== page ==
Earlier this week, rescuers had to intervene after a nursing pup got stuck in the rocks by Duwamish Head; the story is on their Blubberblog website. That pup, nicknamed Junebug, was the third spotted on West Seattle shores already this season, which Robin says is the earliest on record.

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West Seattle wildlife: Eagles on a crane; coyote on Beach Drive http://westseattleblog.com/2014/06/west-seattle-wildlife-eagles-on-a-crane-coyote-on-beach-drive/ http://westseattleblog.com/2014/06/west-seattle-wildlife-eagles-on-a-crane-coyote-on-beach-drive/#comments Mon, 30 Jun 2014 05:18:44 +0000 WSB http://westseattleblog.com/?p=277890 Two wildlife notes from the inbox tonight – Karen, who lives in The Junction, reports three eagles spent at least 10 minutes on the 4030 California construction crane, “perching, circling, landing again and again … much chirping and activity.” They looked like two adults and a juvenile, she says, perhaps flight lessons for the younger one. Eagle sightings in West Seattle certainly aren’t rare, but this is the first on-a-crane report we’ve received.

In the early evening, Phyllis and Jeff reported, “Coyote sighting – about 50-60 lbs and wandering through our yard in the 5000 block of Beach Drive. Looks like he/she has been searching for food, as our backyard was all dug up. Usually don’t see them during the daytime! Our kitties are inside!” (We have actually had more than a few daylight reports over the years. This info from state wildlife experts explains what to do if/when you see one, day or night.)

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Underwater video: State of the sea stars near Seacrest http://westseattleblog.com/2014/06/underwater-video-state-of-the-sea-stars-near-seacrest/ http://westseattleblog.com/2014/06/underwater-video-state-of-the-sea-stars-near-seacrest/#comments Sun, 29 Jun 2014 17:11:38 +0000 WSB http://westseattleblog.com/?p=277843

Sea Star Survey 6/26/2014 from Laura James on Vimeo.

From “Diver Laura” James, that’s the latest underwater look at the state of sea stars (aka “starfish”) at Cove 2 near Seacrest. Earlier this week, we featured video from a CCTV report on the sea-star dieoff, with Laura among the interviewees, in her role as a “citizen scientist.” The newest report was published last night on SeattleTimes.com (WSB partner), with a West Seattle focus, though our area is far from alone in experiencing the epidemic. Meantime, Laura summarizes what she observed in the video (from a dive on Thursday) as:

I’d gotten reports of baby stars showing up so figured it was time to go take a peek. It is really only one species that is showing what is hopefully signs of recovery (they still have to make it to ‘large’ size before it counts) the Evasterias or “mottled star”. Only a few pisaster (the purple ones) and zero pycnopodia (sunflower stars).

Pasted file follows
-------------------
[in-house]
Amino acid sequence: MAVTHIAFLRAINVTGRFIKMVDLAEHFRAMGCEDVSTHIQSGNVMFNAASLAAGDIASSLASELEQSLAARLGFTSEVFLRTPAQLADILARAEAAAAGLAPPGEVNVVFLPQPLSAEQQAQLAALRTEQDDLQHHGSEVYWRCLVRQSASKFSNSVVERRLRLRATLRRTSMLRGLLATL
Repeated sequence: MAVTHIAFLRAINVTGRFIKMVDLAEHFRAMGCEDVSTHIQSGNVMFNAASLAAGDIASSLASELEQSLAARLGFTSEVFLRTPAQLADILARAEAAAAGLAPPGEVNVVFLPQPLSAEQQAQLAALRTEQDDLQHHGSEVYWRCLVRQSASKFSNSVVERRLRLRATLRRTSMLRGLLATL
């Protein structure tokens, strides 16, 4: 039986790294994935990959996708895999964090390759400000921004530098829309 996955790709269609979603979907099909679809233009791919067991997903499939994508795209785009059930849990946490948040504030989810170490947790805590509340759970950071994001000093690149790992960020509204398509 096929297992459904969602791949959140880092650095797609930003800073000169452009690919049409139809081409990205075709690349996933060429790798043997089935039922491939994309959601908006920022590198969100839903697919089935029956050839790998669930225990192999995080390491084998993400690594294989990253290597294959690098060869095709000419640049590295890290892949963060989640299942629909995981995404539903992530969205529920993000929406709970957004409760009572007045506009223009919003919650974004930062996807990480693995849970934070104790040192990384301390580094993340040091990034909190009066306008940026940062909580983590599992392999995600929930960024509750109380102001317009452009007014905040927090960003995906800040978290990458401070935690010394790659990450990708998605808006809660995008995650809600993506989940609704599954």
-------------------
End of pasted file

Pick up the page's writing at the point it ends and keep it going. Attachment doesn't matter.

A reminder – if you spot sea stars on the beach or in the water, your observations can help too: sickstarfish.com.

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Video: Newest close-up look at the ‘sick starfish’ epidemic http://westseattleblog.com/2014/06/video-newest-close-up-look-at-the-sick-starfish-epidemic/ http://westseattleblog.com/2014/06/video-newest-close-up-look-at-the-sick-starfish-epidemic/#comments Tue, 24 Jun 2014 18:25:44 +0000 WSB http://westseattleblog.com/?p=277361

Scientists still haven’t figured out what is causing the mass die-off of sea stars (aka “starfish,” though they’re not fish) in our waters and many other places along the Pacific Coast. The clip above, shared by West Seattle’s “Diver Laura” James, is the latest in-depth look at the crisis. Laura (and her dad!) are interviewed as part of the report, which was produced for China’s English-language network CCTV (you also can view it on the CCTV website here).

Meantime, as noted here earlier this month, your observations are important if you see starfish, living or dead – republishing what Laura told us during the recent low-low-low tides: “There’s a variety of ways to share the information – optimally through the surveys linked here. If people don’t have time to fill out a form if they could just use #sickstarfish [social-media hashtag] or manual entry on www.sickstarfish.com or even just e-mail me at ljjames@mac.com, it would be a massive help.” She is helping, as you’ll see in the CCTV story, as a “citizen scientist.”

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West Seattle wildlife: Stop and smell the … dandelions! http://westseattleblog.com/2014/06/west-seattle-wildlife-stop-and-smell-the-dandelions/ http://westseattleblog.com/2014/06/west-seattle-wildlife-stop-and-smell-the-dandelions/#comments Sat, 21 Jun 2014 04:46:51 +0000 WSB http://westseattleblog.com/?p=277054

It’s not just nuts that will stop a squirrel in her tracks. Trileigh Tucker shares the photos:

I encountered this incredibly photogenic squirrel foraging along the south part of the Lincoln Park beach. She appeared to be a nursing mother; maybe eating the dandelions somehow provides special nourishment to provide for her young?